The proof of the lemma can be safely omitted, but one should note that there are measure preserving mappings ip that satisfy AI and A2 while failing to have A3 and failing to have the correspondence property. By the lemma, an independent uniform random sample {X,, X2, . XJ C [0, 112 corresponds under 0* to a uniform random sample {tj, t2, SFC
tn} C [0, 11. Thus, the length L n of the path provided by spacefilling heuristic is given by

n~l
LSFC =
n 110(tw)  0(t(i+l))11,

where t(l),, t(2) :5 :5 t(n) are the order statistics of ti, t2, 4. On
taking the expectation we find
n1
ELSK fl f' 110(s)  ip(t)iifi(s, t) ds dt,
n 00

where fi(s, t) is the joint density of Q(,), t(i+ 1) given by

Ms' t) = n!  si10
(i  1)!(n  i 7M

Here we should remark that this last density formula, as well as those we use subsequently, can be obtained in many ways, through the most general of these seems to be direct integration of the full joint density of (t(l):5 t(2):5 . . . :5 t(n)). If we write the basic simplex as Sn = {(Xl, X2, . . . ' XJ: 0 < xl < . . . < x,, < I}, then the fundamental fact is that (t(l) :5 t(2) 25


'IT

SPACEFILLING CURVES AND THE TSP

235

t(,)) has the density n! I&(x 1 , X2, . . . , x,,), and specialized distributional information about individual variables (or pairs of variables) thus can be obtained by direct integration. For illustrations of the use of the uniform distribution on the simplex to obtain the derivation of expressions like that given forfi(s, t), one can consult Devroye (1986).
The following elementary lemma points out a somewhat surprising formula for the sum of the joint densities of successive order statistics. We
SFC
will use it to write ELn in a simpler form.

LEMMA 2. For 0 :~ s < t 5 1, we have

n1
fi(s, t) = n(n t + S)n2.

Proof.

n~l n12
f
i(S, t) t)
P(t(i) S, t(i+j)
asat

a2 n1
=  1
asat i=, LI fos

a2 as
at i!(n  i)!

= a2 11  (
asat

n! 
(i  1)!(n  i  1)!

n ! si[(1  S)ni  (1  t)nil

ui1(1  V)n~i1 du dv

1  Sp  (1  t + S)n + (1  t)nl

= n(n  1)(1  t + S)n2. a

SF
By substituting (1) into the integral representation for ELn c and letting
x = t  s, we have

ELSK = 1X
n fol fo 110(s + x)  qj(s)iln(n  1)(1  X)n2 ds dx.

This is a charming exact formula for the expected length of the heuristic tour, but there is an approximate formula that is a bit simpler and more natural for asymptotic analysis.

LEMMA 3.

EL!FC = n 3/2 fII fll~x
Vn_ 0 0

liqj(s + x)  0(s)iie ds dx + o(l).


236 GAO AND STEELE

Proof. We have to estimate the absolute value A, of the difference between the principal terms
' f' f,'x 110(s + x)  tP(s)lin(n  1)(1  x)"'~ ds dx
Vn 0 0

and
n3/2 fo' fo' 110(s + X)  owile ds dx.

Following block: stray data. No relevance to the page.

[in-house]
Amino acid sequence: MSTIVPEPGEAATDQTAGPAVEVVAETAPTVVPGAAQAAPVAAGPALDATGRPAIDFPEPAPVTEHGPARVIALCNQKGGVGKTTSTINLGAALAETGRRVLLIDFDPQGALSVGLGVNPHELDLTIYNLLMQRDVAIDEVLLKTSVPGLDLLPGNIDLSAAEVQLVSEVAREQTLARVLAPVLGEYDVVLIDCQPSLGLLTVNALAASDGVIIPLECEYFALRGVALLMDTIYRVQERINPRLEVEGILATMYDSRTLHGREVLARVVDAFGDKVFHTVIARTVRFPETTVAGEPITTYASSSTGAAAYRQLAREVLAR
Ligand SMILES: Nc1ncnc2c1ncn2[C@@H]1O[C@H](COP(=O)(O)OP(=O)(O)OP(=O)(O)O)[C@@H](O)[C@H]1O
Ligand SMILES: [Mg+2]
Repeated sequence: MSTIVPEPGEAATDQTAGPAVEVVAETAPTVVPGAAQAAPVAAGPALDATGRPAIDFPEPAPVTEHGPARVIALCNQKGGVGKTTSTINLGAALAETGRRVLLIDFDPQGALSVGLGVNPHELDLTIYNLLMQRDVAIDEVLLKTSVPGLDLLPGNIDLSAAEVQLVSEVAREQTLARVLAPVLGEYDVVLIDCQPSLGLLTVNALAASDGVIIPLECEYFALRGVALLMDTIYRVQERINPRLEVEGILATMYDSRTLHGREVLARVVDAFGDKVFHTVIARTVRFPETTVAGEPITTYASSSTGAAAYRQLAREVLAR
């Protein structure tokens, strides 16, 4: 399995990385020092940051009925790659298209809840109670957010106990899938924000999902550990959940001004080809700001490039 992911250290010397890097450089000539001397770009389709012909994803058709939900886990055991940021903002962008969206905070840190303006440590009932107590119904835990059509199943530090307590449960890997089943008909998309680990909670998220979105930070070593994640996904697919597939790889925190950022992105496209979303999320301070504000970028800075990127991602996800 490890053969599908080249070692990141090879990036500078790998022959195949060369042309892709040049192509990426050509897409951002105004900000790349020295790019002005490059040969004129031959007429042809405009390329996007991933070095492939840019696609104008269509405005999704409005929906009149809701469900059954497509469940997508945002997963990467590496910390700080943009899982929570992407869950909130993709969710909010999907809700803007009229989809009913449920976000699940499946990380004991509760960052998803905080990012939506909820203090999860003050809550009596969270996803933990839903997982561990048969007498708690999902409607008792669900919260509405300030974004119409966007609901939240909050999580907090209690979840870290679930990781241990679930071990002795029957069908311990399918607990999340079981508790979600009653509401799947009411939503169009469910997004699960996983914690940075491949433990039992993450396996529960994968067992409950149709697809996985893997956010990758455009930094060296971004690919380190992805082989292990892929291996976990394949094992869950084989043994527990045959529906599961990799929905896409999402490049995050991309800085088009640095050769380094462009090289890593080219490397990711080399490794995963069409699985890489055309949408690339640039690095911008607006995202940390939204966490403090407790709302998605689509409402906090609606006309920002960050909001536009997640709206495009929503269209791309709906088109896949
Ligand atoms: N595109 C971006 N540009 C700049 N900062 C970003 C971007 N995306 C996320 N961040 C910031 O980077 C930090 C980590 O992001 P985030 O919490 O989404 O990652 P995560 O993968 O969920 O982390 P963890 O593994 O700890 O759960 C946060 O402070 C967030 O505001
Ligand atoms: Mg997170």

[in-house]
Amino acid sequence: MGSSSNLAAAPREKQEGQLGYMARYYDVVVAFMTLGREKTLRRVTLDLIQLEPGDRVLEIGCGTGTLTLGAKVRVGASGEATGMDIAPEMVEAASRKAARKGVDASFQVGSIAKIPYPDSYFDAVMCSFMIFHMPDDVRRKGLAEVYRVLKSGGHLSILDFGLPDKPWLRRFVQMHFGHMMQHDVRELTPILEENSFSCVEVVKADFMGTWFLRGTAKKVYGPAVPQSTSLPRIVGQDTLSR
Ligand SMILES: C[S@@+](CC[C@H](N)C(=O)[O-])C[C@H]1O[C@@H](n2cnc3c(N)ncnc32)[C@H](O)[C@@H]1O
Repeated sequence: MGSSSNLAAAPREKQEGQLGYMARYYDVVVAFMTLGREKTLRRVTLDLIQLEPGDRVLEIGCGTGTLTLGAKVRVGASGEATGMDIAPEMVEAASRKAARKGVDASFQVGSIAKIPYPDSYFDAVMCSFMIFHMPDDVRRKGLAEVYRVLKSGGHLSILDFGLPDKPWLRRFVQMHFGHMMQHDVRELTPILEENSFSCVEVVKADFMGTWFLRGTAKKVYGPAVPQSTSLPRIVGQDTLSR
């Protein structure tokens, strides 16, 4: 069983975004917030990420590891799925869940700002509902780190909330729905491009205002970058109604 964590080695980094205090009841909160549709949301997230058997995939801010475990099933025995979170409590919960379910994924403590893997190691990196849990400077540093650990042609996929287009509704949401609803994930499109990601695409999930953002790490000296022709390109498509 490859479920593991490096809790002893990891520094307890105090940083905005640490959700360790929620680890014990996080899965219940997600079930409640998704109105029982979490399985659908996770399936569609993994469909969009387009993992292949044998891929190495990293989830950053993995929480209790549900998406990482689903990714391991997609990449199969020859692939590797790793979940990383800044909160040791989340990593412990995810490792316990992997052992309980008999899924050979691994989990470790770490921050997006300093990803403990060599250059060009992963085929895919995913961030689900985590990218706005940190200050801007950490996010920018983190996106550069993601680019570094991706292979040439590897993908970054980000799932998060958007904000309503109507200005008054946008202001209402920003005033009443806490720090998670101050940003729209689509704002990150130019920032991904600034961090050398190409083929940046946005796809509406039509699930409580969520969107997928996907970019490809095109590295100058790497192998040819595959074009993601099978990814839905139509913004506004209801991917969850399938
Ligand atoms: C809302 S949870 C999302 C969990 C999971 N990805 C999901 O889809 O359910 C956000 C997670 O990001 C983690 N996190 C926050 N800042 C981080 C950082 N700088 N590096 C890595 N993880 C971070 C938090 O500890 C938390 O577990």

From the completely crude bound 110(s + x)  tp(s)~] :5 V2, we see

 1
An :S V2 f. 1n112(n X)n2  n312enxidx,

and since 1(1  X)n2  enxl :5 f(l  X)n  (1  Xp2} + {enx  (1  X)n} easy integrations Show An = 0(n112), leaving room to spare.

If we define the function k(x) by
k(x) = 1X tp(s)iids,
fo lio(s + X) 

then by the usual considerations of Laplace's asymptotic method, the behavior of EL nsFc/ Vn is determined by the behavior of k(x) in the neighborhood of 0, so we may just as well write

EL Sn FC = n3/2 fq k(x)e dx + o(l),
Vn 0

where q = 11p.
We can now generalize an observation from Platzman and Bartholdi (1989) to show there is a function r(x) that captures the scaling properties of 0, and, at the same time, offers an approximation for the function k(x).

LEMMA 4. For q = 1 lp, one can define a continuous function r on [0, with the following properties: (a) r(x) :5 cpVx, 0 :5 x < . (b) ik(x)  r(x)i 5 cqx111, 0 :S x  q. (c) r(x) = Vpr(xlp), 0  x < ..

Proof. For any 0 :5 x :5 q, we see from the definition of k(x) that

p iq1
k(x) litp(s)  tp(s + x)iids. (1)


SPACEFILLING CURVES AND THE TSP 237

Next, by assumption A2, changing variables, and using assumption AI, we obtain

P qx
x 110(s)  0(s + x)ilds = p liqj(s)  O(S + x)ilds
_,)q f,
= fpqpv (s + Px ~l ds
0 p p )
1 = fo,px 110(s) p(s + px)llds
7P

1 k(px). (2)
VP_

By combining (1) and (2), we find the basic fact

k(x) ~: 1 k(px). (3)
VP_

If we replace x by xlp, in inequality (3), we then have k(x) 2s Vp_k(xlp) for 0 :5 x :s 1. Thus, if we define a sequence of functions {f,,(x)},~to by

f ~_ pn1,
.(X) = pn12k P. 0 < X
(i),

then these functions are pointwise monotonic on ever increasing intervals:

AW :5A+1(x) 0:5 X:5 p (4)

By the Lipschitz property of 0, we have k(u) :5 cp u for 0 :5 u :s 1, so for 0 5 x 5 pnl we have

f
.(X) :5 p(nll)IC,,VXlpol = C'PVX. (5)

The last two inequalities show that for all x 2t 0 that {f,(x)} is a bounded, monotone sequence. We will denote the limit by r(x) and show that this r(x) satisfies the requirements of the lemma. To begin, we see that letting n co in (5) already yields requirement (a).
To obtain the other required properties of r(x), we introduce a sequence of functions g,, that we can show will decrease to r(x). We let